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    Thread: Finally found some land.

    1. Member Big CADDY's Avatar
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      10-18-2011 03:34 PM #1
      My wife and I've been searching for land or a home in our school district. We have two kids that attend the schools and we are involved with sports and school functions.

      We own a home now that is a bit to small for a family of four. It is a ranch house on 1.8 acres of wooded/grass land. we love it here but it's in the flood plain and it's nearly impossible for additions or garage add ons because of the permits in the flood plain. we have seen water once in the last 12 years.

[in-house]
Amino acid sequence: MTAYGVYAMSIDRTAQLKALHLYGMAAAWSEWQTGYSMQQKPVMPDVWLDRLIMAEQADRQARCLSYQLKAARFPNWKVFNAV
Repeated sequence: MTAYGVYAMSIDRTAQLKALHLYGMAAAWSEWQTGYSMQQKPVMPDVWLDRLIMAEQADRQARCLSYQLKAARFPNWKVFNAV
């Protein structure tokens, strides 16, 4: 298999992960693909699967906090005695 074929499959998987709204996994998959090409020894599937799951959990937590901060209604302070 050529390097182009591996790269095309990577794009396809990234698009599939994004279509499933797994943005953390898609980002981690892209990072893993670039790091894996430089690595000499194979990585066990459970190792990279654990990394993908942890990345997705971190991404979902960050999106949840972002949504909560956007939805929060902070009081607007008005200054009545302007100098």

Anyways, we've been looking for land for a long time and haven't found land or a home more then .3 acres. .3 acres goes in the mid $80k here which is insane.

      Well, I found 2 acres yesterday for just under that. The catch is that it has a house on it now that is to be torn down upon purchase of the property. It has a well and septic already. It's an old house with rotten floors etc etc so nothing is of value in the house itself.

      The area it's in is very nice and in our township. I figure we would maybe just buy the lot and and take our time with builders and what not. My wife works for a waste hauling company (Waste Management) so dumpsters are of plenty. I could also put the house up for free on Craigslist haha. the house is a small two story.

      The house is located in the far side of the lot against the road so the new house would be more centered in the lot. I figure I'd just extend to the septic that is there to avoid a sand mound if the septic is adequate.

      If all else fails I could tare down the house and double my money on the lot.